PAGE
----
The Two-Year Renewable Energy Gap – How Google and Facebook are Making Up Lost Ground

January 30, 2012 No Comments »

Google

Google got much attention in recent weeks for its efforts to be one of the first among U.S. data centers operated by major Internet service companies to be certified to meet specific environmental and occupational safety standards.  The company’s senior director of data center construction and operations took to an online video to share details about Google’s quest to be the gold standard in data center efficiency, environmental protection, and the health and safety of its employees that are operating these data centers.

Certainly, much of this PR blitz was an effort to dilute the truce Facebook and Greenpeace reached after the social networking giant was targeted by the environmental advocate for getting more than half of its energy for its data centers from coal.  Not to mention, Google touting its environmentally friendly record and certifications is a good tactic for avoiding being the target of a Greenpeace campaign.  While, Facebook eventually agreed to clean up its act, commit to renewable power and get off coal, Google’s fossil fuel use is less transparent.  According to Greenpeace, about one-third of Google’s power today comes from coal.

While the certifications Google received are commendable, ISO 14001 and OHSAS 18001 focus more on operational practices in the data center than power sourcing.  These standards are put in place to help businesses control occupational health and safety risks, rather than to establish an unrealistic standard of perfection.

But over the pond in the UK, Europe’s largest Tier 3 facility, Next Generation Data, has had ISO 14001 environmental best practices since early 2010 and is the first data center in Europe, and perhaps the world, to be 100% renewable energy based.  In fact, we announced our move to 100 percent renewable sourcing in June 2010, a full two years ahead of both Google and Facebook, and with no pressure from Greenpeace.   With its industry-leading Power Usage Effectiveness (PUE) rating, state-of-the art power management and cooling technology and the first in Europe to commit to using 100 percent renewable energy, NGD is a leader in maintaining an environmentally friendly data center.  NGD has also received ISO 27001 (security best practices from a physical and IT data management perspective) plus ISO 9001 Quality Management certifications and BREEAM environmental compliance.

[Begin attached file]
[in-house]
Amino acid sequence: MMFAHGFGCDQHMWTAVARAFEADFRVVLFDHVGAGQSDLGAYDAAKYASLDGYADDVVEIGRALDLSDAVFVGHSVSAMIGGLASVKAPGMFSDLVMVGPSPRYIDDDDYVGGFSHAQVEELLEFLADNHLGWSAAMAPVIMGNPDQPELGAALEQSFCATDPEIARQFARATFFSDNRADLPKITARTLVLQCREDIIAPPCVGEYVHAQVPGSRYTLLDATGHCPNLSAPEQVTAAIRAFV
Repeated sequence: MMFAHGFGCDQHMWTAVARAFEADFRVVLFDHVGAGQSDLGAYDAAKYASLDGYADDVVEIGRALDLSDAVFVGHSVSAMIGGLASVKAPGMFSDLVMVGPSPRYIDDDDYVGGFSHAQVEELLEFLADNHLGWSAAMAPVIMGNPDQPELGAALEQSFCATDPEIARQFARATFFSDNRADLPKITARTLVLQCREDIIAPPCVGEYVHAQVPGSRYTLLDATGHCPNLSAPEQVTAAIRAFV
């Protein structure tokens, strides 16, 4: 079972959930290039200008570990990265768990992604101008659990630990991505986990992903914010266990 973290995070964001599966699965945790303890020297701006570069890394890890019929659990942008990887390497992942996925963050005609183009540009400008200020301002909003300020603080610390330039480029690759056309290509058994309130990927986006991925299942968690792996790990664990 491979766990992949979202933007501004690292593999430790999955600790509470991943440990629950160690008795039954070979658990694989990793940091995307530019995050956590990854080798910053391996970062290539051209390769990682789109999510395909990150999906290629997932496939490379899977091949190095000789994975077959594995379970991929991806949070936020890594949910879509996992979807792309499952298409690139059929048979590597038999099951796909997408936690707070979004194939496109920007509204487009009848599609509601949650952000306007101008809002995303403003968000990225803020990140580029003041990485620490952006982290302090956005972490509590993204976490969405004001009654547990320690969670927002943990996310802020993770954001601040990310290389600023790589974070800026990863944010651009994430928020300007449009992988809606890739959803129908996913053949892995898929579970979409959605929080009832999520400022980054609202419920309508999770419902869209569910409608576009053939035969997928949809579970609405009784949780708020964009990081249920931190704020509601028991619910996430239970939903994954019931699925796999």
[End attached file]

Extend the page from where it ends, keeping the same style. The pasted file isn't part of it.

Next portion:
We view ourselves as a true pioneer when it comes to adoption of eco-friendly standards and best practices and the gold standard for health and safety in the data center.  In fact, Jones Lang LaSalle, the global leader in commercial real estate services with more than 1,000 energy and sustainability accredited professionals on staff,  summed up our commitment to green data center practices nicely when they shared in 2010, “NGD is breaking the mold on its all-out commitment to renewable energy.”

About Simon Taylor

Simon Taylor is Chairman of Next Generation Data (NGD) Europe. He has an outstanding track record in developing products both in the corporate world during his early career with Toshiba Information Systems and Cable & Wireless, and in the last decade as an entrepreneur and investor. In 1995 he founded Interoute Products, part of Interoute Telecoms (later re-named Telecom FM), which developed telecom routers and soft switch products, and gained substantial market share throughout Europe within the first 5 years. Simon is a founder of NQuire Ltd and Group Chairman and founder of Saiph Group which focuses on IP telephony and convergence and has major customers in both the public and private sectors.

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